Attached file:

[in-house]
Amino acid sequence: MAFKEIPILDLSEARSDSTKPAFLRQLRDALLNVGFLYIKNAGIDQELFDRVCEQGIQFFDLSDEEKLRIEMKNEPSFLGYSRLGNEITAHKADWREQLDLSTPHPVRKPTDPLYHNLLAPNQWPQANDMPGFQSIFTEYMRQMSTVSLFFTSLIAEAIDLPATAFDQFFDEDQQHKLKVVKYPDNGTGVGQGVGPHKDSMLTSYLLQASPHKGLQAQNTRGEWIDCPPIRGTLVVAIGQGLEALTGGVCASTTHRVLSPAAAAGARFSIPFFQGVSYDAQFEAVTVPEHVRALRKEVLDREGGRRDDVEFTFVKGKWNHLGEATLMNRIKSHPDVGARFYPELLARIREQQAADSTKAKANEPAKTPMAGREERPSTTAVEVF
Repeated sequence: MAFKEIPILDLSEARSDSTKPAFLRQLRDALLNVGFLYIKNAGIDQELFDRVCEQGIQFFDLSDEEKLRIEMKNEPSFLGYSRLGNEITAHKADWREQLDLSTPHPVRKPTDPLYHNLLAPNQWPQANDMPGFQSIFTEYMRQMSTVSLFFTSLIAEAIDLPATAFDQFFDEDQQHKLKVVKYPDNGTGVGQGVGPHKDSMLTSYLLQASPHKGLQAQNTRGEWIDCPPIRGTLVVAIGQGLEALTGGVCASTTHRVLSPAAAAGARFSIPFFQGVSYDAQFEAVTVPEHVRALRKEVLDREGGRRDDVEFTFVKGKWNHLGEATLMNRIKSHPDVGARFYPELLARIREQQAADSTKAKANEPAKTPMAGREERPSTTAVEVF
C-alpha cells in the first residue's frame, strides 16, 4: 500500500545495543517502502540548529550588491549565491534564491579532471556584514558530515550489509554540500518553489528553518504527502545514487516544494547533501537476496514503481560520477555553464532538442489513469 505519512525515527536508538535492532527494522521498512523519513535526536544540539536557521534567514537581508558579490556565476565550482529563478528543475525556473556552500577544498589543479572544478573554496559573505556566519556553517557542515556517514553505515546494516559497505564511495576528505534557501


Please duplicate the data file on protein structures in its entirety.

[in-house]
Amino acid sequence: MAFKEIPILDLSEARSDSTKPAFLRQLRDALLNVGFLYIKNAGIDQELFDRVCEQGIQFFDLSDEEKLRIEMKNEPSFLGYSRLGNEITAHKADWREQLDLSTPHPVRKPTDPLYHNLLAPNQWPQANDMPGFQSIFTEYMRQMSTVSLFFTSLIAEAIDLPATAFDQFFDEDQQHKLKVVKYPDNGTGVGQGVGPHKDSMLTSYLLQASPHKGLQAQNTRGEWIDCPPIRGTLVVAIGQGLEALTGGVCASTTHRVLSPAAAAGARFSIPFFQGVSYDAQFEAVTVPEHVRALRKEVLDREGGRRDDVEFTFVKGKWNHLGEATLMNRIKSHPDVGARFYPELLARIREQQAADSTKAKANEPAKTPMAGREERPSTTAVEVF
Repeated sequence: MAFKEIPILDLSEARSDSTKPAFLRQLRDALLNVGFLYIKNAGIDQELFDRVCEQGIQFFDLSDEEKLRIEMKNEPSFLGYSRLGNEITAHKADWREQLDLSTPHPVRKPTDPLYHNLLAPNQWPQANDMPGFQSIFTEYMRQMSTVSLFFTSLIAEAIDLPATAFDQFFDEDQQHKLKVVKYPDNGTGVGQGVGPHKDSMLTSYLLQASPHKGLQAQNTRGEWIDCPPIRGTLVVAIGQGLEALTGGVCASTTHRVLSPAAAAGARFSIPFFQGVSYDAQFEAVTVPEHVRALRKEVLDREGGRRDDVEFTFVKGKWNHLGEATLMNRIKSHPDVGARFYPELLARIREQQAADSTKAKANEPAKTPMAGREERPSTTAVEVF
C-alpha cells in the first residue's frame, strides 16, 4: 500500500545495543517502502540548529550588491549565491534564491579532471556584514558530515550489509554540500518553489528553518504527502545514487516544494547533501537476496514503481560520477555553464532538442489513469 505519512525515527536508538535492532527494522521498512523519513535526536544540539536557521534567514537581508558579490556565476565550482529563478528543475525556473556552500577544498589543479572544478573554496559573505556566519556553517557542515556517514553505515546494516559497505564511495576528505534557501